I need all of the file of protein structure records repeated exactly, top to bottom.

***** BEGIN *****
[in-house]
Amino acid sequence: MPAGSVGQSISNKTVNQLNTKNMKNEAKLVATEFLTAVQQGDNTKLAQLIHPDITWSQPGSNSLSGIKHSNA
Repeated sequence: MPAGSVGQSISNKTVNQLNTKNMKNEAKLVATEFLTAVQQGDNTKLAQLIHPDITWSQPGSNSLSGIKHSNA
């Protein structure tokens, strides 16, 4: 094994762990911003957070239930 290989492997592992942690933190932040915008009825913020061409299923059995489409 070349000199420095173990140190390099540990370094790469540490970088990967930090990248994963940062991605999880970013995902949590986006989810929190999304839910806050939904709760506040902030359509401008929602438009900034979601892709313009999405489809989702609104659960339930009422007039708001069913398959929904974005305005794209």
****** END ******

[in-house]
Amino acid sequence: MPAGSVGQSISNKTVNQLNTKNMKNEAKLVATEFLTAVQQGDNTKLAQLIHPDITWSQPGSNSLSGIKHSNA
Repeated sequence: MPAGSVGQSISNKTVNQLNTKNMKNEAKLVATEFLTAVQQGDNTKLAQLIHPDITWSQPGSNSLSGIKHSNA
């Protein structure tokens, strides 16, 4: 094994762990911003957070239930 290989492997592992942690933190932040915008009825913020061409299923059995489409 070349000199420095173990140190390099540990370094790469540490970088990967930090990248994963940062991605999880970013995902949590986006989810929190999304839910806050939904709760506040902030359509401008929602438009900034979601892709313009999405489809989702609104659960339930009422007039708001069913398959929904974005305005794209």